The Alcázar of Segovia, located in the central Castile and Leon region of Spain, was originally an Arab fort and became a royal palace for the monarchs of the Kingdom of Castile in the Middle Ages. Queen Isabella I of Castile and King Ferdinand II of Aragon married there. When the royal court moved to Madrid, the Alcázar of Segovia was transformed into a state prison. It later housed the Royal Artillery School in the 18th century and became a military college in 1896. Today, it is one of the major tourist attractions in Segovia.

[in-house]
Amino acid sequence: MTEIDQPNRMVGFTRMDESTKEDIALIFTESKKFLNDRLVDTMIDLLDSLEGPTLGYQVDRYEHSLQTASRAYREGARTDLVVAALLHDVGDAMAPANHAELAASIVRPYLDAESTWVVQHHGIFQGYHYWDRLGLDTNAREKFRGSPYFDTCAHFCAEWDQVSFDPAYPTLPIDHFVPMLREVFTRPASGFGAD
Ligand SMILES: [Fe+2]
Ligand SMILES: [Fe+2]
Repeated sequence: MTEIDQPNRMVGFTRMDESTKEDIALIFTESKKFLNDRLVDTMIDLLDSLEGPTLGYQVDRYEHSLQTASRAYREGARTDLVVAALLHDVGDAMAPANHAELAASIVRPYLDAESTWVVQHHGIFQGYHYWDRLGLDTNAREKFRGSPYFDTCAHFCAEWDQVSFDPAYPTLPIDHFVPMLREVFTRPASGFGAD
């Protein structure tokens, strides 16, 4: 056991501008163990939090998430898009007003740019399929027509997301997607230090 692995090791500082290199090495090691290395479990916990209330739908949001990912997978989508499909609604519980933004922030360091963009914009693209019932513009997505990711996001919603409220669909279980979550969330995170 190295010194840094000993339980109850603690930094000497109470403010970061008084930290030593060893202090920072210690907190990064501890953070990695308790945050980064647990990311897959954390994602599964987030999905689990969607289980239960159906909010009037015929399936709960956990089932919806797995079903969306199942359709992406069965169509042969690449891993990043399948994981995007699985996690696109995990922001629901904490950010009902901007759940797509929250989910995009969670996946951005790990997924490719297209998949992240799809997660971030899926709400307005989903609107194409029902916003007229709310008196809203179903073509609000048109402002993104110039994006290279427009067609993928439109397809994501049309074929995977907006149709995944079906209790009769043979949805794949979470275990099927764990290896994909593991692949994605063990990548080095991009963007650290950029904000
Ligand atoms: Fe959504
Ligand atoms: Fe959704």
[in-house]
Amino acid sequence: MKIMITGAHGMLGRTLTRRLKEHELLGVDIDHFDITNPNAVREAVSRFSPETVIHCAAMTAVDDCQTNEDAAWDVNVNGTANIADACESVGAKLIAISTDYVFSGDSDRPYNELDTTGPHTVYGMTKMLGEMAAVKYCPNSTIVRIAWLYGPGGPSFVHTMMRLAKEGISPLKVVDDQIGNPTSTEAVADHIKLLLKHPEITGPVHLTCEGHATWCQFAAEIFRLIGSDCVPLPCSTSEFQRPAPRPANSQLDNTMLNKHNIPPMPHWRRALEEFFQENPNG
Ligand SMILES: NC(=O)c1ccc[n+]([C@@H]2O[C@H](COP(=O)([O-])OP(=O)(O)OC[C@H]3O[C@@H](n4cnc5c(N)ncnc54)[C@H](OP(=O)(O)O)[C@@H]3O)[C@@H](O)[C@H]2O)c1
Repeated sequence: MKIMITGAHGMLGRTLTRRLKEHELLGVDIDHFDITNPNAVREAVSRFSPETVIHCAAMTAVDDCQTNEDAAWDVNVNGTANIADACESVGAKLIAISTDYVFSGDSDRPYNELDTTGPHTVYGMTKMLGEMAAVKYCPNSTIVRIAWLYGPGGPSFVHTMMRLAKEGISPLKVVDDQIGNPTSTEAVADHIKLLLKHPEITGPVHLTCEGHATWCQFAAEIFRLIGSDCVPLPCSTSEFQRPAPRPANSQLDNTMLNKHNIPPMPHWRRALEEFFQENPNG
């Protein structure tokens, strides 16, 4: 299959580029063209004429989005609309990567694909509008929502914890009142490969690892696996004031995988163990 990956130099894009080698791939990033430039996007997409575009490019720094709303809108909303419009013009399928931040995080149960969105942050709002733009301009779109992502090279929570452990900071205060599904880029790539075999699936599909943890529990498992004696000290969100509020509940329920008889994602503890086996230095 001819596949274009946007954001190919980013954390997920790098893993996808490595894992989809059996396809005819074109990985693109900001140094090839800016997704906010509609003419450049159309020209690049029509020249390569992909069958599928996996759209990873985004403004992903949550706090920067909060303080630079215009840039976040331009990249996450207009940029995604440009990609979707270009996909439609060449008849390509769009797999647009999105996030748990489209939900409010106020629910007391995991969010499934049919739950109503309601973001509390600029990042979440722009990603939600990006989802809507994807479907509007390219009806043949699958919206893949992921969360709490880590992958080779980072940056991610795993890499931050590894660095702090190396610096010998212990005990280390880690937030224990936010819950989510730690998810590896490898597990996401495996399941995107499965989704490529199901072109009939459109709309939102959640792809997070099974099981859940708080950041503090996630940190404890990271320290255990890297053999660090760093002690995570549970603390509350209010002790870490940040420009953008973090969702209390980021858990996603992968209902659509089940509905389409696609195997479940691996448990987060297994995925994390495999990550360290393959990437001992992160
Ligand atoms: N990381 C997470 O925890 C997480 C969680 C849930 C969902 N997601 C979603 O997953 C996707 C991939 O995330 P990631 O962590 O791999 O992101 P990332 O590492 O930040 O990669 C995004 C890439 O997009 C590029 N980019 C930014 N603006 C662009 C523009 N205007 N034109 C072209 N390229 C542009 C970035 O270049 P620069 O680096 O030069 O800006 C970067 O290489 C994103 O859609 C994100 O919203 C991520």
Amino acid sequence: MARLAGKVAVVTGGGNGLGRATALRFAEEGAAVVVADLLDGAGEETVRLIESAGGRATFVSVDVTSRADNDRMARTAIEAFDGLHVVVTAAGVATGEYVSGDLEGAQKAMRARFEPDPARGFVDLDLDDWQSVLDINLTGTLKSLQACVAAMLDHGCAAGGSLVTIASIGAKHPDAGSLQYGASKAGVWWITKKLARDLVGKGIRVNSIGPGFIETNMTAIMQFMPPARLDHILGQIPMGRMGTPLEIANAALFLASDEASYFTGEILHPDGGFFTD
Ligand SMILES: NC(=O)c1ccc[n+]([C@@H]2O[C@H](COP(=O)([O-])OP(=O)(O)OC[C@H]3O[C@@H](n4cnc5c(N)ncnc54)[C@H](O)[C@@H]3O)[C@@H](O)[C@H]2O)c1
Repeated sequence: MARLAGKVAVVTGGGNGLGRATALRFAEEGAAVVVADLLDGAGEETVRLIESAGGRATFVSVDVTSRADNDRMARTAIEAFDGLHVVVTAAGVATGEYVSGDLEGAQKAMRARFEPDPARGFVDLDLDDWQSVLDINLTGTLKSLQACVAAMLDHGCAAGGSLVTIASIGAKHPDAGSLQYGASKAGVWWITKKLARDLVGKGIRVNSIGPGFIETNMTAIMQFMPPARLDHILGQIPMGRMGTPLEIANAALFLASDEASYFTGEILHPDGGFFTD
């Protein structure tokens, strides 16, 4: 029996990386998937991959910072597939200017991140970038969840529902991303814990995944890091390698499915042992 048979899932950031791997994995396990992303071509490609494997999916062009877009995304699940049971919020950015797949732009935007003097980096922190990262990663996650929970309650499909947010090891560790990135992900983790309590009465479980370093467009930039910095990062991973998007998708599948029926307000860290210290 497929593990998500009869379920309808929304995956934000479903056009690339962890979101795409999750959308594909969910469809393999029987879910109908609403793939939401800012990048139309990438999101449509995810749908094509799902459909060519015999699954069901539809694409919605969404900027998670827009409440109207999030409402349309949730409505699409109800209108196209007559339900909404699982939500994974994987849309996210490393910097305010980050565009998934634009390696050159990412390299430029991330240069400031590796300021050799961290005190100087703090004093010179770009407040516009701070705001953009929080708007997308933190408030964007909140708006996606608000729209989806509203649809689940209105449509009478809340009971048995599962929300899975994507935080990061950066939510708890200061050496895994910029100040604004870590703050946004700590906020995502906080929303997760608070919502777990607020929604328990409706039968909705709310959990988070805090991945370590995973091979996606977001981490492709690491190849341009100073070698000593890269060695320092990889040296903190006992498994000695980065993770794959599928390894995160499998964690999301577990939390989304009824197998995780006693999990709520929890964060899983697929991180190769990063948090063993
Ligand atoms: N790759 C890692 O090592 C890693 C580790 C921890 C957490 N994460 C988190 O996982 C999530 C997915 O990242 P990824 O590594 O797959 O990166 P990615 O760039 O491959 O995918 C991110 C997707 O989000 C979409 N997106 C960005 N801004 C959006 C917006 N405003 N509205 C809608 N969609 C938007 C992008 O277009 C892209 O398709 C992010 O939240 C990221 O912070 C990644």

The well-preserved Roman aqueduct bridge is the symbol of the Spanish city of Segovia and a UNESCO world heritage site since 1985. Researchers believe that it was built during the 1st and the 2nd century AD, during the reign of the Roman Emperor Vespasian or Nerva. It carried water over 18 km from the river Frío in the Sierra de Guadarrama to the center of Segovia.
The Casa de las Conchas (House of the shells) is a 15th century construction built by a knight of the Order of Santiago de Compostela. The facade is decorated with more than 300 shells representing the Order of Santiago and the pilgrimage on the Way of St. James (camino de Santiago). Today, the building houses a public library.
Palacio de Cristal (Crystal Palace), located in Retiro park in Madrid, Spain